Shawn “Buck” Cheneau, who is dead, can’t catch a break.

Due in court within weeks to stand trial on a marijuana charge, he was murdered in a Burger King parking lot last fall in Gentilly.

Two men pulled up in a vehicle with tinted windows, fired away and sped off at about 3:30 p.m., according to a police report. Emergency workers rushed Cheneau to Interim LSU Hospital, where he was pronounced dead.

The date, Nov. 15, appears below his name on a plaque adorning Crypt 12 along the Corridor of Peace at Mount Olivet Cemetery, above a clutch of dried-out flowers and cards from his wife and young daughter.

Still, nearly half a year later, Cheneau is due back in court next week, his criminal case unresolved, despite confirmation of his death by the Orleans Parish Coroner’s Office days after the killing and his lawyers’ requests for District Attorney Leon Cannizzaro’s office to drop the prosecution, court records show.

Prosecutors have insisted on seeing a death certificate before they scrap the charge of possession with intent to distribute marijuana. Over several court dates, no certificate has appeared.

Cheneau, who was 28, can no longer assist in his own defense.

A warrant was issued in January from the same courthouse for the arrest of Leroy Price, one of three initial suspects in Cheneau’s murder,

Price, 28, was captured Monday by deputy marshals in Lafayette.

Acting on a tip, they staked out a home there and saw two men leaving in a silver SUV. After a few turns, the deputies stopped the vehicle. Price at first provided a false name before giving his true one after his arrest, said Earl Picard, the city marshal.

Price’s criminal record includes arrests on drug violations, gun possession and, in 2011, a murder, Picard said. Orleans Parish court records show that Cannizzaro’s office refused the murder case in early 2012.

Price was sentenced to 18 months in prison after pleading guilty in April 2012 to firearms and drug charges.

He remained jailed Thursday in Lafayette pending his retrieval by Orleans Parish deputies, a Lafayette jail official said. He was the only suspect in Cheneau’s murder for whom police secured an arrest warrant, on Jan. 13.

Cheneau’s mother, Sheila Cheneau, said Thursday that she can’t understand why the criminal charge stands against her son, the youngest of her five children.

“Shawn was my baby boy. He was my angel,” she said. “My heart is just torn apart. I’m just now able to get up. I’m so torn, and I know it’s real.”

“I didn’t know it was still pending,” she said. “I thought once one was deceased, everything was null and void.”

A spokesman for Cannizzaro’s office said the office has a policy of securing death certificates before dropping charges against dead people. Defense attorneys have made false claims of their clients’ demise, “only for the DA’s Office to later learn that the defendant was, in fact, still alive,” said Assistant District Attorney Christopher Bowman in a statement.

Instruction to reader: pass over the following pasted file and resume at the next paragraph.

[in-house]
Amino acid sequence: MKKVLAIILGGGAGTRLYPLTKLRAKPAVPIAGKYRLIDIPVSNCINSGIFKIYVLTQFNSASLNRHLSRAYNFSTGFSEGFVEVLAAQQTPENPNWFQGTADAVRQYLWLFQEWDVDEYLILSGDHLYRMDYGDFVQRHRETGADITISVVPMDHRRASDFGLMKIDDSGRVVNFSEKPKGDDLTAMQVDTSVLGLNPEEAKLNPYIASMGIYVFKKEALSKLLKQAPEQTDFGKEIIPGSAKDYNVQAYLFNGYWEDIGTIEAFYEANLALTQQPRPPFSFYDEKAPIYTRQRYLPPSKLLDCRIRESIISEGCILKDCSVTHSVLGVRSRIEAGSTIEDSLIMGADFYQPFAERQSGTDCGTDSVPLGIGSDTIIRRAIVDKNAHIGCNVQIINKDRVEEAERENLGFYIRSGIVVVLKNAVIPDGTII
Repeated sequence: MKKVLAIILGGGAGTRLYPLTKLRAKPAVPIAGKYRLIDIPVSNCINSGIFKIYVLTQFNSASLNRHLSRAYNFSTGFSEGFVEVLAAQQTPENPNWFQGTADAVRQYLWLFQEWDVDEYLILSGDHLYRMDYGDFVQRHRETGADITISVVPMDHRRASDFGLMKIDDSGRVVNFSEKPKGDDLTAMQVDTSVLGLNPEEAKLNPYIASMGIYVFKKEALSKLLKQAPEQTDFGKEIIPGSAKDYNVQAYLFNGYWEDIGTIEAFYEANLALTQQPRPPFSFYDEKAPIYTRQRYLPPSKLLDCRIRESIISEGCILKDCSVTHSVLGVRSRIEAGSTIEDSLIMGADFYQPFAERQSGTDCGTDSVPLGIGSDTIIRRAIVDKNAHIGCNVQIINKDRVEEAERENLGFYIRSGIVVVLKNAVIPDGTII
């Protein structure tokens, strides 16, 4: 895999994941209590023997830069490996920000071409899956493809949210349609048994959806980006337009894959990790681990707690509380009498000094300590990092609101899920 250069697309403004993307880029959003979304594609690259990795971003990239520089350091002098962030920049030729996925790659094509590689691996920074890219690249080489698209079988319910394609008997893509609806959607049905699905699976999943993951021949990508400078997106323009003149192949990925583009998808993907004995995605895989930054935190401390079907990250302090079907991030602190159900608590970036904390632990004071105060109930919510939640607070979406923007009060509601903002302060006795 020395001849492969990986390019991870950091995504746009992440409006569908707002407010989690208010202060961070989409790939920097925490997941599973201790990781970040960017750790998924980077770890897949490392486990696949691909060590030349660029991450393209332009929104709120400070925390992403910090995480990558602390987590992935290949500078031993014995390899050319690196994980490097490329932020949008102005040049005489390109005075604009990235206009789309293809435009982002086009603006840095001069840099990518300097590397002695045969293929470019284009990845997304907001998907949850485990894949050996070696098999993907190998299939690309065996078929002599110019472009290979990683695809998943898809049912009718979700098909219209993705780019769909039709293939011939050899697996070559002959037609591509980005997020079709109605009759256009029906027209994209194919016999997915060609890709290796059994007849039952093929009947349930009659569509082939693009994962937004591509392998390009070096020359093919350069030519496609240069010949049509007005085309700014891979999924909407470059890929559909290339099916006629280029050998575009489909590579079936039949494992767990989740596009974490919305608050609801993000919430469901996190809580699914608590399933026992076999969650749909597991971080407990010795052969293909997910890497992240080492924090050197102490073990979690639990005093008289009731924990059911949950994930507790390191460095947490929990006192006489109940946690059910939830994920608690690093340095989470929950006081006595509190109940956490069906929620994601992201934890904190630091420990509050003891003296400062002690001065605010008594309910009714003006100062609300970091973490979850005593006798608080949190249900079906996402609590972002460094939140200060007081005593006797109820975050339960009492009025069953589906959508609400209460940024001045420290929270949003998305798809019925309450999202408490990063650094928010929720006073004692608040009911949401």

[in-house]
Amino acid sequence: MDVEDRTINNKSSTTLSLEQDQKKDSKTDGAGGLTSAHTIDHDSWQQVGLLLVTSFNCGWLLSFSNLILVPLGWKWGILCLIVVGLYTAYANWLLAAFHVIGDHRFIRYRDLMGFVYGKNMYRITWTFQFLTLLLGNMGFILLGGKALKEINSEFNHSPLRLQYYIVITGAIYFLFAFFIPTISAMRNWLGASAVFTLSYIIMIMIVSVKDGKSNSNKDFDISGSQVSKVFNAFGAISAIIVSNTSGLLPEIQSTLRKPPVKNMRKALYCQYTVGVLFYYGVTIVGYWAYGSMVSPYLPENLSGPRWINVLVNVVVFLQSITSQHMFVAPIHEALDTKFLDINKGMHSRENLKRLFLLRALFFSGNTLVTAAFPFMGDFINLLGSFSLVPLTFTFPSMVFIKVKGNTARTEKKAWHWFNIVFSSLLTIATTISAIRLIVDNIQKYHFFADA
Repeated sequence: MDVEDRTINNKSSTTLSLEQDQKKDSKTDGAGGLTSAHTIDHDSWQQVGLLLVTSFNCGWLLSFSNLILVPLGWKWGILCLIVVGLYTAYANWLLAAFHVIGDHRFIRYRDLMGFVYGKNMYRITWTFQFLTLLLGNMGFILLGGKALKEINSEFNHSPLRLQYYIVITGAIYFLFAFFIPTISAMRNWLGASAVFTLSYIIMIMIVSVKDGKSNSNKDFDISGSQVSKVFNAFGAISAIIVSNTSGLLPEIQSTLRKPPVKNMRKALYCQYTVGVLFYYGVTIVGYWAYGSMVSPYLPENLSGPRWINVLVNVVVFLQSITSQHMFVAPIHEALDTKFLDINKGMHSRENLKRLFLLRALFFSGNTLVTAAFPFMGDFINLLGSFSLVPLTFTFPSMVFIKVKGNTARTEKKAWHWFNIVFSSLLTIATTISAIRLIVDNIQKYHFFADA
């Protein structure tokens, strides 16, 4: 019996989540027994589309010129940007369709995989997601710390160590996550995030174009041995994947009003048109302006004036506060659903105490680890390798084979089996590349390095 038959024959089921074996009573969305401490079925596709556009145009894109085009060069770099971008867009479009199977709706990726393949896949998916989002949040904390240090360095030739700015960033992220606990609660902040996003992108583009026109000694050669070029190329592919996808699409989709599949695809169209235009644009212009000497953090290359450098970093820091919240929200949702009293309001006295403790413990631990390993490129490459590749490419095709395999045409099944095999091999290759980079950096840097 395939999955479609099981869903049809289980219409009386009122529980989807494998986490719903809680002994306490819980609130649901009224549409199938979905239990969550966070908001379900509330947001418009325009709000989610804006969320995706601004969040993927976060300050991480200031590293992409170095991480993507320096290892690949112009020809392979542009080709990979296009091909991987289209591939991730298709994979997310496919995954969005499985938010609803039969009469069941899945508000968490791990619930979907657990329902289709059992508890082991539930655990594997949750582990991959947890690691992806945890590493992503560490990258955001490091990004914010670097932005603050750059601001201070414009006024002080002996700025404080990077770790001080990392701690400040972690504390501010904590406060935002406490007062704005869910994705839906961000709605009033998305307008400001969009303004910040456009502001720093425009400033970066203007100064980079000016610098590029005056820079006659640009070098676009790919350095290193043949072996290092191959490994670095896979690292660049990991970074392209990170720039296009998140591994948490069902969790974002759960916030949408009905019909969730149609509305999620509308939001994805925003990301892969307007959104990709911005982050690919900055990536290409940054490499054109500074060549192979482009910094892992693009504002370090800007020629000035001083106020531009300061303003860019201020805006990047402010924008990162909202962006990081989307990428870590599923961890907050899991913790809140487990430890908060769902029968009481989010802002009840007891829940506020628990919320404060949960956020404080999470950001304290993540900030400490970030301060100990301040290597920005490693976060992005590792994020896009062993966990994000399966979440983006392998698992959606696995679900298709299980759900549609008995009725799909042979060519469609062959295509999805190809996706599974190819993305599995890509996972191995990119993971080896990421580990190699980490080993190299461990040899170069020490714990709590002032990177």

“In this case, the DA’s Office has requested the death certificate multiple times from the Coroner’s Office, but to date we have not received a response.”

John Gagliano, the coroner’s chief investigator, said the office wasn’t aware of the requests. Anyway, Gagliano said, the state, not the Coroner’s Office, issues death certificates.

Bowman countered that in cases where a defendant is murdered, the DA requests the coroner to confirm the death.

John Fuller, one of Cheneau’s attorneys, called the delay “preposterous,” given intensive news coverage not only of Cheneau’s murder but of his family’s struggles to cope with his death and the search for suspects.

“The greatest outrage is that we know he’s deceased, because the NOPD has issued an arrest warrant for the suspect,” Fuller said. “And the state of Louisiana continues to prosecute him under this notion that there’s not enough evidence to dismiss it.”

Fuller said prosecutors initially wanted him to deliver a copy of the death certificate from the family, but he refused.

”You know he’s dead. Why do you need to go open a scabbed-over wound with his wife?” Fuller said. “The whole world knows he’s dead.”

Cheneau’s mother said she has a copy of her son’s death certificate that she’s more than happy to provide to the court.

Cheneau had been married three months when police nabbed him on Oct. 22, 2012, in the parking lot of the Red Carpet Inn & Suites on Chef Menteur Highway.

Officers spotted him about 8:40 p.m. in the hotel parking lot, according to police. He got out when the cops rolled up and tossed the keys in a trash can, police said. They detained him and caught a strong whiff of marijuana as they opened the car door. Inside they found a bag of marijuana in the back seat, the report says.

Evidence in the case included more than two dozen bags of “vegetable matter,” much of it found in containers of Gunk automotive products, court records show.

After a trial date was scrapped last July, Criminal District Court Judge Tracey Flemings-Davillier set a new trial date for Dec. 3.

By then, Cheneau was dead.

One of his attorneys appeared in court on the day of trial, saying he was trying to get proof of his client’s death. The case has returned to court every month since for pre-trial conferences. The last court date fell on April Fool’s Day.